Fans are invited to see if they can jump as high as Cristiano Ronaldo. Photo: Sam Farley for The Telegraph
Pilgrimage to Saudi Arabia Arabia is nothing new, but a pilgrimage to the country to see aging footballers is an absolute must.
While Gazza left for China, and David Beckham headed to Los Angeles, in 2023 Saudi Arabia is fast becoming a destination for high-profile players ending their careers with H'Golo Kante among those linked with joining Cristiano Ronaldo and Karim Benzema, who was hailed in Al-Ittihad this week.
الكرة الذهبية تضيء الجوهرة المشعة 🤩💛🖤#Benzema2Ittihad pic.twitter.com/NSEzrG2 yes
— نادي الاتحاد السعودي (@ittihad) June 8, 2023
I went into the dry, 40-degree heat to see Ronaldo, now with Al-Nasr, to see if the Saudi league experience is evolving with the same speed, that and talent on the field. I was not the only one – Sportswashing's draw is undeniable.
The illuminated Al Awwal Park created a familiar enough atmosphere, with replica shirts and scarves galore for sale. Fortunately, the curse of the half-scarves does not seem to have reached the Gulf countries yet.
After parting with a reasonable 20 riyals, just over £4, for a scarf that is absolutely unnecessary for the local climate, I entered the land and was met with what can only be described as “Ronaldo fever”.
Joining the smiling locals as they painted the yellow and blue colors of Al Nasr on their cheeks was more than Ronaldo's life hanging in the stands. Elsewhere, fans took turns trying to imitate Ronaldo's famous jump and headbutt a ball suspended in the air. After 10 minutes of observing this strangely breathtaking sight, no one has approached it.
The crowd was divided between those in traditional Saudi clothing and those in traditional football attire. Ronaldo's Al Nasr T-shirts were adorned everywhere, along with a couple of his Real Madrid numbers – a few fans in Messi PSG jerseys clearly misunderstood the Argentine's intentions. . with English territory, but one element in which the Saudi league can compete, besides money, is the food on offer. Instead of Pukka Pie, chicken hot dogs and hamburgers were offered, as well as chicken shawarma for only five rupees.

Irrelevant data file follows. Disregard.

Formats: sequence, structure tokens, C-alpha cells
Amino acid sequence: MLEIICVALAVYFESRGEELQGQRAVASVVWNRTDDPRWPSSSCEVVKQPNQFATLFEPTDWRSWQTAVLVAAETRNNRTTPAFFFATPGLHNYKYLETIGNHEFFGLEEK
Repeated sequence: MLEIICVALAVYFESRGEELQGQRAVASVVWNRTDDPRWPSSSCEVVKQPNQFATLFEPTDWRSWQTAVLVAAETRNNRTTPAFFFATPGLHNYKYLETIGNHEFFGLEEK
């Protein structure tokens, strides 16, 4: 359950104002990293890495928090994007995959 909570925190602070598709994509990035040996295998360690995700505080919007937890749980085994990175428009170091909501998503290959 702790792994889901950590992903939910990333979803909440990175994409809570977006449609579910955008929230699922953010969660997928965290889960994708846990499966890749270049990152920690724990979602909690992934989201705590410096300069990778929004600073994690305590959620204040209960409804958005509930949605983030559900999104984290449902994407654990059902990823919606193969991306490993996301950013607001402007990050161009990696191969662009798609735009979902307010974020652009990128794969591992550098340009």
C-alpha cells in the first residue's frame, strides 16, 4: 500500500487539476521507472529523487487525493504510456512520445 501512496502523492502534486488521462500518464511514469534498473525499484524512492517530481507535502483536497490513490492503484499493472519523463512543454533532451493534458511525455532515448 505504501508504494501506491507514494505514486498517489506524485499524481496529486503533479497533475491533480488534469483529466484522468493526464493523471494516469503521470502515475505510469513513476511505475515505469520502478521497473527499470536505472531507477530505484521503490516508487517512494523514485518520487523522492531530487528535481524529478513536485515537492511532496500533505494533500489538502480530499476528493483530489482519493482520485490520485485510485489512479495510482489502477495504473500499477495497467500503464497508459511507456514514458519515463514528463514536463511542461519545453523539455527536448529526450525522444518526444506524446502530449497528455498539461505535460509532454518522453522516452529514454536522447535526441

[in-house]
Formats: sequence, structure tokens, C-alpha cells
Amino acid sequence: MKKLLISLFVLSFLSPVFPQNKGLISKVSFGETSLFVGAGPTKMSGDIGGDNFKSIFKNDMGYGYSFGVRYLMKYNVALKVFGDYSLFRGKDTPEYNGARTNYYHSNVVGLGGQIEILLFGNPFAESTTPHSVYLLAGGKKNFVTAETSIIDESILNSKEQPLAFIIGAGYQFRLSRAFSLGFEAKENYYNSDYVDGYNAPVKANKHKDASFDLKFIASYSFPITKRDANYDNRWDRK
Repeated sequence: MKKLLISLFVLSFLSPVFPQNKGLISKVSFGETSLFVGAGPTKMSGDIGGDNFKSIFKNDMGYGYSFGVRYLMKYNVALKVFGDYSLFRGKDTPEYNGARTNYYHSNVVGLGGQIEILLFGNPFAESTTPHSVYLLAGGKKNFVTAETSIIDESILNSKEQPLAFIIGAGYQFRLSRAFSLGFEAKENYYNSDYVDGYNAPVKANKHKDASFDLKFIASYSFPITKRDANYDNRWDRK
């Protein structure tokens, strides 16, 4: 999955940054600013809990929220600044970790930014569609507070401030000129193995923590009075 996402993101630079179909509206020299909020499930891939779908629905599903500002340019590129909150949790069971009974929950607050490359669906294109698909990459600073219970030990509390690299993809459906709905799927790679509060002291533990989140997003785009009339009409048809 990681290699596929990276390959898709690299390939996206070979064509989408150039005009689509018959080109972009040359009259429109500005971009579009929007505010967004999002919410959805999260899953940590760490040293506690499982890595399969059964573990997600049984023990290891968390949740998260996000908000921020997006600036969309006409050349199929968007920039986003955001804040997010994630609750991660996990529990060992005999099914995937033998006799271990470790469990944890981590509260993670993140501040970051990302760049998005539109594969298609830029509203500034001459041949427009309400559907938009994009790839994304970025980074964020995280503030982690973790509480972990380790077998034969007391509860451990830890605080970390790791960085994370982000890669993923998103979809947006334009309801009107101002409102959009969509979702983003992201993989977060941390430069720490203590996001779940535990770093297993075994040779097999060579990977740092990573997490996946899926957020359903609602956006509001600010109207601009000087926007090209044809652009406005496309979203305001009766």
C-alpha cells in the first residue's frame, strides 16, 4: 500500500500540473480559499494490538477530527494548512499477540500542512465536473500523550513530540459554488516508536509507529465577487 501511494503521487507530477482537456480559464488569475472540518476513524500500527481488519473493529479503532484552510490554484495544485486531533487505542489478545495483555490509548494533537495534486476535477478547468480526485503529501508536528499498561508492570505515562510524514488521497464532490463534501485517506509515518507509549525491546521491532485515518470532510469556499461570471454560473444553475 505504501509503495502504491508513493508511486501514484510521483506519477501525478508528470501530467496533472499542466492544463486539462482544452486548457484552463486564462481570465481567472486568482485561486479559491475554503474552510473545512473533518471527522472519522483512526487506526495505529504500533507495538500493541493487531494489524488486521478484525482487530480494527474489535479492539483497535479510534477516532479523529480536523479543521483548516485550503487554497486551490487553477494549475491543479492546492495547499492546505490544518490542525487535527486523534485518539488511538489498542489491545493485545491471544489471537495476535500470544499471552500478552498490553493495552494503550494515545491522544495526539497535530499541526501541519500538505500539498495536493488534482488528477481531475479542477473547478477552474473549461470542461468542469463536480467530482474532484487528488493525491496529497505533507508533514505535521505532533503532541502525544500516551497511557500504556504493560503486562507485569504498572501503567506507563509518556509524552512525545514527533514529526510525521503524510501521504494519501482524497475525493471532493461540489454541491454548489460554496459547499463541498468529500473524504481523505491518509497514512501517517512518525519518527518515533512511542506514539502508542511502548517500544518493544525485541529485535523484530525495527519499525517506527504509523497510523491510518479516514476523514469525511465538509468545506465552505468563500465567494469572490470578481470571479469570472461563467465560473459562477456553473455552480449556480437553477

If the English game can learn anything from the Saudis, it will be the introduction of shawarma throughout the country.The lack of alcohol on sale left fans with a choice: sugar fever or dry mouth, and most fans choose to chew the seeds furiously in a way that Sam Allardyce would be proud of.
Among the fans were foreigners who worked in the oil industry who were drawn into Ronaldo's orbit. The four Chinese students I met were absolutely certain that they were only there for Ronaldo and Ronaldo. They were decorated with a suspicious brand of the Portuguese.
The atmosphere in the stadium was created before the start of the match, when 25,000 spectators slowly filled the stands. Outside the home goal was a block dressed in Al-Nasr T-shirts, well choreographed, singing and drumming, and in the front row there was a “Nasr Forever” poster (a sentiment that Ronaldo may or may not share).Al Nasr fans put on a show. Photo: Sam Farley for The Telegraph
A group of 100 or so traveling Al Shabaab fans made an impressive noise while on the opposite side of me were VIP seats costing 10 times the standard price of just over £20.
< p>Line-ups From the teams there were familiar names, among which were Ever Banega, Grzegorz Krychowiak and Luis Gustavo. The remaining teams were formed from local players and European journeymen.
It was nice to see that no matter where you are on the planet, a home team two goals behind gets the same reaction. Bodies fell on the seats, the moans grew louder, and a few more noisy fans started yelling at the players.
Ronaldo's game was also in great shape while Al Nassr struggled. Whimsical intermission entertainment of an electronic dance version of the Game of Thrones theme song blaring from the PA system did little to lift his spirits.
After the break, Ronaldo Fest fans got exactly what they wanted. Al-Nasr bounced back 2-2, giving Ronaldo the perfect opportunity to outshine everyone. The former Manchester United star picked up the ball from the left before running up to the box and hitting a peach into the far right corner to secure the win.
A rare reminder of his genius, this is what everyone in the crowd came for. The stadium's sound system even played Ronaldo's famous “Sioux” exclamation to add to the conviviality. Authentic and at the same time somehow far-fetched, it was the perfect ending to the experience.